Well friends, it’s that time of year to send out 1099′s and/or W-2‘s. Except for those few people still doing their own payroll, W-2’s are typically done by your payroll company or CPA/Bookkeeper. BTW…If you are still doing your own payroll, we really need to talk..
However 1099’s are often issued directly by a small employer who utilized some type of independent contractor to perform services for them. Form 1099 series is used to report various types of income other than wages, salaries, and tips (for which Form W-2 is used instead).
There are actually a number of different types of 1099, although this article is geared towards those small businesses who need to issue a 1099-misc.
As of 2011, several versions of Form 1099 are used, depending on the nature of the income transaction:
1099-A: acquisition or Abandonment of Secured Property
1099-B: Proceeds from Broker and Barter Exchange Transactions
1099-C: Cancellation of Debt
1099-CAP: Changes in Corporate Control and Capital Structure
1099-DIV: Dividends and Distributions
1099-G: Government Payments
1099-H: Health Insurance Advance Payments
1099-INT: Interest Income
1099-K: Merchant Card and Third Party Network Payments
1099-LTC: Long Term Care Benefits
1099-MISC: Miscellaneous Income
1099-OID: Original Issue Discount
1099-PATR: Taxable Distributions Received From Cooperatives
1099-Q: Payment from Qualified Education Programs
1099-R: Distributions from Pensions, Annuities, Retirement Plans, IRAs, or Insurance Contracts
1099-S: Proceeds from Real Estate Transactions
1099-SA: Distributions From an HSA, Archer MSA, or Medicare Advantage MSA
1042-S: Foreign Person’s U.S. Source Income
SSA-1099: Social Security Benefit Statement
SSA-1042S: Social Security Benefit Statement to Nonresident Aliens
RRB-1099: Payments by the Railroad Retirement Board
RRB-1099R: Pension and Annuity Income by the Railroad Retirement Board
RRB-1042S: Payments by the Railroad Retirement Board to Nonresident Aliens
Who needs to send out a 1099-Misc??
Every company paying “non-employee compensation” must complete a Form 1099 for each covered transaction, or person they paid. Four copies are made: one for the payer, one for the payee, one for the IRS, and one for the State Tax Department, if required. Payers who file 250 or more Form 1099 reports must file all of them electronically with the IRS. For payers who paid less than 250, and paper copies are filed, the IRS also requires the payer to submit a copy of Form 1096, which is a summary of information forms being sent to the IRS. The returns must be filed with the IRS by the end of February immediately following the year for which the income items or other proceeds are paid. Like with W-2’s, copies of the 1099 returns must be sent to payees by the end of January.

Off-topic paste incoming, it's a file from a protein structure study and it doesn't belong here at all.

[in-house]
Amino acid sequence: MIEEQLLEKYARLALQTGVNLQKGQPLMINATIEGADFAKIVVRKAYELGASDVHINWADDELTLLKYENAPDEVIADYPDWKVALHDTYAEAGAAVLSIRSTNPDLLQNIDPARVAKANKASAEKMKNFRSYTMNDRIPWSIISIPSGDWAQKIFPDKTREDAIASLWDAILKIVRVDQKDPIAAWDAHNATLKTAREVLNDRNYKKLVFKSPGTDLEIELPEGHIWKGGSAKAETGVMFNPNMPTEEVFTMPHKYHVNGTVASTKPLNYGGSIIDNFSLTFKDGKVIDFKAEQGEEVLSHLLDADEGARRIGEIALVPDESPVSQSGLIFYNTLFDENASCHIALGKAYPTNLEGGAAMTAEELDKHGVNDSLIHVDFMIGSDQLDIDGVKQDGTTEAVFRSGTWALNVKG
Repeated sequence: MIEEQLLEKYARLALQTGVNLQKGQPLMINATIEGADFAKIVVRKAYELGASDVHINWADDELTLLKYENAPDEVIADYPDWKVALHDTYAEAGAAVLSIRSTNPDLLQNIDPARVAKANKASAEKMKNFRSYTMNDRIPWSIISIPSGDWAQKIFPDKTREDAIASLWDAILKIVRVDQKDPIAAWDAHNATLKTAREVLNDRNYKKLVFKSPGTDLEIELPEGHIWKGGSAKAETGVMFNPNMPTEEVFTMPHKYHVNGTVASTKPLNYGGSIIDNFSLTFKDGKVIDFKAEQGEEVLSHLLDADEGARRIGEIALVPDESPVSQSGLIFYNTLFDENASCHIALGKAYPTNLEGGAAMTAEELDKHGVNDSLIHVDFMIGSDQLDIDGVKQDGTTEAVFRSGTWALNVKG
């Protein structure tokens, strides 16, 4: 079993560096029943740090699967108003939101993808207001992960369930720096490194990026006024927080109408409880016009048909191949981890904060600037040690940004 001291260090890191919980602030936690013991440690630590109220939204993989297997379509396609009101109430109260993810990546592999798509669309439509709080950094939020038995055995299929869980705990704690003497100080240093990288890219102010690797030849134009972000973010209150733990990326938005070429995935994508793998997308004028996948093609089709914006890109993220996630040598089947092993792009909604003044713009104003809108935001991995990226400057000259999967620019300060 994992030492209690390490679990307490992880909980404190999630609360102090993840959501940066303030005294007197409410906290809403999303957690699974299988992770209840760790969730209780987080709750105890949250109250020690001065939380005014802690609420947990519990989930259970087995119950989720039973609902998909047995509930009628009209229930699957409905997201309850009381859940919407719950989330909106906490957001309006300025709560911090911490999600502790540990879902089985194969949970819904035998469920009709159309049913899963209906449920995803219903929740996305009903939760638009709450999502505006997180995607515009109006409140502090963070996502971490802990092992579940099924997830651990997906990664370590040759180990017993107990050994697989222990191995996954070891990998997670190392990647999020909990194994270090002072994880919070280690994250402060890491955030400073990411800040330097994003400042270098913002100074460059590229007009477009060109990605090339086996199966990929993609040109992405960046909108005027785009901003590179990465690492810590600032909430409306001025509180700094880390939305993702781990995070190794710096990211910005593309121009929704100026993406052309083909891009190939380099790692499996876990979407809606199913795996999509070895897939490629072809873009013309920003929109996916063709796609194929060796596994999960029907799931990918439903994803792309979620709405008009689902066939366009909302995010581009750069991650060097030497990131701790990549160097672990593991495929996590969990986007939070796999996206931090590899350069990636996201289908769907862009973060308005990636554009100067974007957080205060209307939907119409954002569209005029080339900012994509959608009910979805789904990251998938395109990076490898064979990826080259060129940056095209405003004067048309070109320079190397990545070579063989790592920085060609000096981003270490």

And here is the big mistake often made:
The law provides various dollar amounts under which no Form 1099 reporting requirement is imposed.
Specifically, for some Form 1099s, no filing is required for payees who receive less than $600 from the payer during the applicable year. In other words, if you paid someone less than $600, you don’t need to send them a 1099.
However I see, and have myself received in previous years, 1099-misc forms issued for amounts under $600.
Here’s some examples I’ve recently seen:
- if you are an mlm organization and have down-line members who earned less than $600, you do not have to issue them a 1099.
- If you run a promotional product company and have friends who occasionally send you business and you pay them a commission, if it was under $600, you don’t need to issue them a 1099.
- If you utilize a virtual assistant and paid that assistant under $600 for the year, you don’t have to issue them a 1099.For the complete instructions and other scenarios, please consult your tax advisor or visit:
If you have any questions on whether you need to issue a 1099-misc or not, or are still doing your own payroll, don’t hesitate to contact me.